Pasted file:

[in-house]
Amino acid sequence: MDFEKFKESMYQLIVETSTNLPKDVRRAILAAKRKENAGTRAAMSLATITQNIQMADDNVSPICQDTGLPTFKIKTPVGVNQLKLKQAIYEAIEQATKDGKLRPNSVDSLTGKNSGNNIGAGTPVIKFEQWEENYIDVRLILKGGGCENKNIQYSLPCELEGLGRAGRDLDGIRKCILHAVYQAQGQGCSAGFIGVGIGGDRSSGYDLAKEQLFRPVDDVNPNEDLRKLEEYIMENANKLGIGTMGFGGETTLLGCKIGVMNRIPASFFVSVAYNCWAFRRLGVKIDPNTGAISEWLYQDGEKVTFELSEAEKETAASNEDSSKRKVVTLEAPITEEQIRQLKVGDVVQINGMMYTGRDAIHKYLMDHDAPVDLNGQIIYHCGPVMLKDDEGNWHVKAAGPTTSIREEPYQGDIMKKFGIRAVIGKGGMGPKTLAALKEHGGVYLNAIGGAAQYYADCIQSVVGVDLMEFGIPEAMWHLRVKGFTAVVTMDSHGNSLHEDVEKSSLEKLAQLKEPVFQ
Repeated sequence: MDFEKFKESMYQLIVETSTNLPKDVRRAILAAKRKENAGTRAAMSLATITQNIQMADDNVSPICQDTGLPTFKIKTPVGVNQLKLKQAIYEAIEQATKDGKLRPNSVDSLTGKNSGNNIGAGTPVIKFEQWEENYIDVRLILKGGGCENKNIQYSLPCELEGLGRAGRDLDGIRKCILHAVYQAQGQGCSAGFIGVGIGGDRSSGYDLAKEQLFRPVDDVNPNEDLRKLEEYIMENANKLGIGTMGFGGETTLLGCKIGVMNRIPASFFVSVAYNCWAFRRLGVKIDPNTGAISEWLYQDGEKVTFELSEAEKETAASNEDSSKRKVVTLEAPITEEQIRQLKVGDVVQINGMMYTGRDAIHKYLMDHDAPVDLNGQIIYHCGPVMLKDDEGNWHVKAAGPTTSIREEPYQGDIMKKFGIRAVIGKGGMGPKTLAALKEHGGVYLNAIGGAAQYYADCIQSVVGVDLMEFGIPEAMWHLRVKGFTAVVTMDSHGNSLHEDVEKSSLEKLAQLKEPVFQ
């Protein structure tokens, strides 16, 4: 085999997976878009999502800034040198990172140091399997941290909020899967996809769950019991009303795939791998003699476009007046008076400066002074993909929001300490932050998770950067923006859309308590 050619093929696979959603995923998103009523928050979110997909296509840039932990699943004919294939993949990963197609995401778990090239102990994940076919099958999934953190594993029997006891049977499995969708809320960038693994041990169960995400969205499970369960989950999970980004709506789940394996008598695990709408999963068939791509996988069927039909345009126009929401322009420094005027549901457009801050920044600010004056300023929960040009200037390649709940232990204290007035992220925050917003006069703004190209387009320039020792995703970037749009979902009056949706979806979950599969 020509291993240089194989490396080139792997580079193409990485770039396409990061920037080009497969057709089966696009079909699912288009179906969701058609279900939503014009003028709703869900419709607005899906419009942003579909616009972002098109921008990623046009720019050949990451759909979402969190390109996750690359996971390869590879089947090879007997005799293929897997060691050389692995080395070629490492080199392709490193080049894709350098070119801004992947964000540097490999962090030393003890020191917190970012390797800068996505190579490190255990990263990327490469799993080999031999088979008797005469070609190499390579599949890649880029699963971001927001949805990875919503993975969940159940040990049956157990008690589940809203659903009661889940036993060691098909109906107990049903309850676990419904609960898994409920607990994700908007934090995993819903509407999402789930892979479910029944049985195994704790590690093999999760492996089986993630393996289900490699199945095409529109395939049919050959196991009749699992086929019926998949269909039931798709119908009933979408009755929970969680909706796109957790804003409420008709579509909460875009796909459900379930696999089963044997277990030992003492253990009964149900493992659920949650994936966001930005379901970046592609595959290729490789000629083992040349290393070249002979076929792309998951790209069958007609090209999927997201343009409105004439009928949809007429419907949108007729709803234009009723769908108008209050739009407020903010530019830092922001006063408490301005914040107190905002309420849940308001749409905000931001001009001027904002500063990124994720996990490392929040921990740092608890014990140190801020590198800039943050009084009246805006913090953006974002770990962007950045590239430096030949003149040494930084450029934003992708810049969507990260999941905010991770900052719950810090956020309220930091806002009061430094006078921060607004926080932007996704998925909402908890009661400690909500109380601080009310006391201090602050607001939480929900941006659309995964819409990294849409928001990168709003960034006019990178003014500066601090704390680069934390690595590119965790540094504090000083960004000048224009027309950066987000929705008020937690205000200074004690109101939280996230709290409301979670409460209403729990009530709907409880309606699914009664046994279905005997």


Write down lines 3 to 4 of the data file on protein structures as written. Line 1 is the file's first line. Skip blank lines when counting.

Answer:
Repeated sequence: MDFEKFKESMYQLIVETSTNLPKDVRRAILAAKRKENAGTRAAMSLATITQNIQMADDNVSPICQDTGLPTFKIKTPVGVNQLKLKQAIYEAIEQATKDGKLRPNSVDSLTGKNSGNNIGAGTPVIKFEQWEENYIDVRLILKGGGCENKNIQYSLPCELEGLGRAGRDLDGIRKCILHAVYQAQGQGCSAGFIGVGIGGDRSSGYDLAKEQLFRPVDDVNPNEDLRKLEEYIMENANKLGIGTMGFGGETTLLGCKIGVMNRIPASFFVSVAYNCWAFRRLGVKIDPNTGAISEWLYQDGEKVTFELSEAEKETAASNEDSSKRKVVTLEAPITEEQIRQLKVGDVVQINGMMYTGRDAIHKYLMDHDAPVDLNGQIIYHCGPVMLKDDEGNWHVKAAGPTTSIREEPYQGDIMKKFGIRAVIGKGGMGPKTLAALKEHGGVYLNAIGGAAQYYADCIQSVVGVDLMEFGIPEAMWHLRVKGFTAVVTMDSHGNSLHEDVEKSSLEKLAQLKEPVFQ
């Protein structure tokens, strides 16, 4: 085999997976878009999502800034040198990172140091399997941290909020899967996809769950019991009303795939791998003699476009007046008076400066002074993909929001300490932050998770950067923006859309308590 050619093929696979959603995923998103009523928050979110997909296509840039932990699943004919294939993949990963197609995401778990090239102990994940076919099958999934953190594993029997006891049977499995969708809320960038693994041990169960995400969205499970369960989950999970980004709506789940394996008598695990709408999963068939791509996988069927039909345009126009929401322009420094005027549901457009801050920044600010004056300023929960040009200037390649709940232990204290007035992220925050917003006069703004190209387009320039020792995703970037749009979902009056949706979806979950599969 020509291993240089194989490396080139792997580079193409990485770039396409990061920037080009497969057709089966696009079909699912288009179906969701058609279900939503014009003028709703869900419709607005899906419009942003579909616009972002098109921008990623046009720019050949990451759909979402969190390109996750690359996971390869590879089947090879007997005799293929897997060691050389692995080395070629490492080199392709490193080049894709350098070119801004992947964000540097490999962090030393003890020191917190970012390797800068996505190579490190255990990263990327490469799993080999031999088979008797005469070609190499390579599949890649880029699963971001927001949805990875919503993975969940159940040990049956157990008690589940809203659903009661889940036993060691098909109906107990049903309850676990419904609960898994409920607990994700908007934090995993819903509407999402789930892979479910029944049985195994704790590690093999999760492996089986993630393996289900490699199945095409529109395939049919050959196991009749699992086929019926998949269909039931798709119908009933979408009755929970969680909706796109957790804003409420008709579509909460875009796909459900379930696999089963044997277990030992003492253990009964149900493992659920949650994936966001930005379901970046592609595959290729490789000629083992040349290393070249002979076929792309998951790209069958007609090209999927997201343009409105004439009928949809007429419907949108007729709803234009009723769908108008209050739009407020903010530019830092922001006063408490301005914040107190905002309420849940308001749409905000931001001009001027904002500063990124994720996990490392929040921990740092608890014990140190801020590198800039943050009084009246805006913090953006974002770990962007950045590239430096030949003149040494930084450029934003992708810049969507990260999941905010991770900052719950810090956020309220930091806002009061430094006078921060607004926080932007996704998925909402908890009661400690909500109380601080009310006391201090602050607001939480929900941006659309995964819409990294849409928001990168709003960034006019990178003014500066601090704390680069934390690595590119965790540094504090000083960004000048224009027309950066987000929705008020937690205000200074004690109101939280996230709290409301979670409460209403729990009530709907409880309606699914009664046994279905005997």